“Super-premium” is not a modifier typically applied to hard cider beverages. Long a bastardized beer alternative — viewed as a sweet, fruity beverage for the underage and otherwise naive — cider has suffered mightily in the United States, a step or two above Zima but not particularly worth considering on its own merits.
“It’s the Smirnoff Ice of my generation,” says Crispin Cider CEO and founder Joe Heron. “It’s for people who don’t really like beer. My friend Scott came around and asked: ‘Do you drink cider?’ And I said, ‘Not really.’ And he said: ‘In the UK, we drink it over ice.’ And for me there was this intuitive logic, that really sounds quite good! That sounds refreshing…”
Heron had sold a thriving beverage business — the Hopkins-based airforce Nutrisoda — to PepsiAmericas in Jan. 2006, and was looking for his next move. Cider caught his eye.
“I started looking around around at domestic cider, and it was of really poor quality,” he says. “Really sweet. You had these traditional sweet brands like Woodchuck or Hornsby’s that weren’t very good. People knew about cider, but nobody was really doing anything to get people to reconsider cider.”
Heron points out that cider’s history runs deep in the States. “The original American drink is cider,” he says. “Johnny Appleseed planted apple trees to make cider. John Adams would drink a pint of cider every morning.”
As Heron played with the idea of jumping into the cider market, he first faced the challenge of how to differentiate his product. The first question came down to the make procedure.
“People would tell us, ‘buy apple wine from Canada, bring it down, and dilute it with spirits,'” he recalls. “Spirits are cheap… apple wine comes in at about 10 percent [alcohol by volume] and you dilute it to 2 percent and then add 3 percent spirits. And that just doesn’t sound premium to me.”
The answer came from Northern California, where the Minneapolis-headquartered Crispin Cider is produced. “We found a small cidery in Northern California, who made cider in the classic French style, very soft, from pure apple juice, and then we knew we could do it.” He launched Crispin Cider Company in the fourth quarter of 2008.
Heron says that Crispin’s flavor profile parts ways with the competition based on how the product is made.
“Once you’ve got the level of alcohol that you want, it’s a little rough — it’s not like red wine which inherently has the right taste,” he says. “Most people add sugar. We don’t. We get pure apple juice, and we smooth it out with apple concentrate. And that’s why you open it and you smell it, you get a big apple nose — it’s apple wine, water, apple concentrate, and natural apple flavors — you get a consistent flavor over time.”
A lack of preservatives and colorants also help to give Crispin a look and feel that sets it apart from its competition. “From a product point of view, we tried to give it more of a wine feel,” Heron adds.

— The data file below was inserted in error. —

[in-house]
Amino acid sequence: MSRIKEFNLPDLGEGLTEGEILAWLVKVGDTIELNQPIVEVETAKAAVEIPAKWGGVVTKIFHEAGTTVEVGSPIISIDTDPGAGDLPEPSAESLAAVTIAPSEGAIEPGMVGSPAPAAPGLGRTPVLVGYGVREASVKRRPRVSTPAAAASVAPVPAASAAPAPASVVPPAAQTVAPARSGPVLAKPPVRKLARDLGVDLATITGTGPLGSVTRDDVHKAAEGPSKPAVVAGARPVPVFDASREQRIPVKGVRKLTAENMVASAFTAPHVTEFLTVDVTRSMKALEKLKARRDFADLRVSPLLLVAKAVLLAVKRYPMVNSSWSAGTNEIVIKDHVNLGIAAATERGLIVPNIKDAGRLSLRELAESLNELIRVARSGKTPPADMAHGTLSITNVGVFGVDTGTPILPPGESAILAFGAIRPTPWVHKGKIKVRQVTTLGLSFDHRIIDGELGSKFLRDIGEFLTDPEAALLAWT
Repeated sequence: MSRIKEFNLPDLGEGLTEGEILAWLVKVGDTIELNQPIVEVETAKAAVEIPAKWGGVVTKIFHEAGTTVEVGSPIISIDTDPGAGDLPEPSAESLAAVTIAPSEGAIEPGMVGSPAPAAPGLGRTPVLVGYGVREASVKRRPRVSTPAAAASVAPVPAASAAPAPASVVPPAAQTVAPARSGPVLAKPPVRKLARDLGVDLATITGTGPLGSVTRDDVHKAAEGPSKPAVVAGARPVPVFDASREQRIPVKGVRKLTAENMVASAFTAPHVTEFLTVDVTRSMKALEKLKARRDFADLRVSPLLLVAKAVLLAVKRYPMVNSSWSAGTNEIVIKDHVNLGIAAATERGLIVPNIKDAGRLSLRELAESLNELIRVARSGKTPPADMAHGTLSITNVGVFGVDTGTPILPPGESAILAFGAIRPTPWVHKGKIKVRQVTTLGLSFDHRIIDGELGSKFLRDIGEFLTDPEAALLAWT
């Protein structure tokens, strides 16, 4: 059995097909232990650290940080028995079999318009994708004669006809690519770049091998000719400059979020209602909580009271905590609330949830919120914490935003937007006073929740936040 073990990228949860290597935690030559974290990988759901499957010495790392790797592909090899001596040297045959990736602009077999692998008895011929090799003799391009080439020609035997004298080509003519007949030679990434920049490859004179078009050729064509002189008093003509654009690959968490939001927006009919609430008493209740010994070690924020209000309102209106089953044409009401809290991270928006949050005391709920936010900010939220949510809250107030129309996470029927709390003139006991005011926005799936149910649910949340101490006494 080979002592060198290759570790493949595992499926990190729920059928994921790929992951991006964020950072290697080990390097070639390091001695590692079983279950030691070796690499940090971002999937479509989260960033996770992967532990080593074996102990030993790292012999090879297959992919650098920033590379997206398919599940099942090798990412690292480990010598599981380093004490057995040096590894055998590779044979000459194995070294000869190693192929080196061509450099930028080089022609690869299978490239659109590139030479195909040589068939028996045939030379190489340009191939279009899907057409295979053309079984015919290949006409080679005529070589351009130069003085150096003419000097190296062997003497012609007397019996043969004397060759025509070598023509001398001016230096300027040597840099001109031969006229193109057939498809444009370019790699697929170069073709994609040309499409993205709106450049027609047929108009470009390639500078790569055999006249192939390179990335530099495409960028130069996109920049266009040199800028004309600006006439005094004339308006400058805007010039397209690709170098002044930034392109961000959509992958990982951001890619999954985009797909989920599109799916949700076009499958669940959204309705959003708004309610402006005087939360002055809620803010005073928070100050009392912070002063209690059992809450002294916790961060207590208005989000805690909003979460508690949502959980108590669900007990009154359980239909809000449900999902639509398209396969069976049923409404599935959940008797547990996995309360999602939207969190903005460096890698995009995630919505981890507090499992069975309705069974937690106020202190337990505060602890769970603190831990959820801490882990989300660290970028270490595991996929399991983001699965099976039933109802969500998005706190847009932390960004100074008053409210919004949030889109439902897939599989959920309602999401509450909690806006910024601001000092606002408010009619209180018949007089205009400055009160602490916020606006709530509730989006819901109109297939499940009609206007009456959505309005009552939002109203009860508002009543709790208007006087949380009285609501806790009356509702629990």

Crispin’s flavor profile may be more remarkable for it’s not than what it is; unlike the majority of widely available cider beverages, the stuff is not cloying, overly sweet, artificially colored, or hamfisted. Brut — restrained, almost dry in flavor with a delicate floral / apple nose — could easily substitute gastronomically for champagne. “I love Brut with sushi,” says Heron.
The original variety of Crispin is a bit sweeter and more distinctly apple-inflected, and can stand up to strong flavors in food without punching the “apple” note to death. “I think Original is the best drink ever for spicy food, in the same way as a dry Riesling or Gerwurtztraminer will not be overpowered by [strong flavors],” says Heron.
The Light variety is the one weak link in the lineup — it’s arguably too retiring, dangerously close to sparkling water passed over apples once or twice on the way to the bottle.
Crispin mixes remarkably well, at least in the one application the Heavy Table sampled: the Crispin Velvet (left). A simple drink, the Crispin Velvet is just a modified black-and-tan (Guinness floated atop Crispin instead of Bass or Harp). It’s got all the Guinness depth and smoke, with a profoundly smooth and crisp aftertaste. There’s no collision between Guinness and apple; the two marry well.
At the moment, Crispin shows up at liquor stores including MGM, Haskell’s, and Surdyk’s, and at restaurants such as Red Stag, Heidi’s, and Meritage — unusually high-end destinations for a beverage typically pegged as lowbrow. The product has good distribution throughout Minnesota, Oregon, Washington, and Chicagoland — Heron says a sweep into Wisconsin is next on the agenda, followed perhaps by Colorado and Arizona.
Looking forward, Heron — who says the Crispin customer base is split almost evenly along gender lines — sees potential to win over craft beer and wine drinkers.
“Our biggest challenge was to make it appeal to men,” he says. “We appeal to a more sophisticated guy who is drinking more interesting beers and is in the wine universe. Women have always been more experimental consumers.”
“We wouldn’t even attempt to change a Bud guy,” he adds. With the way that craft beer consumption has increased in recent years, that business plan may spell years of healthy growth for the fledgling company.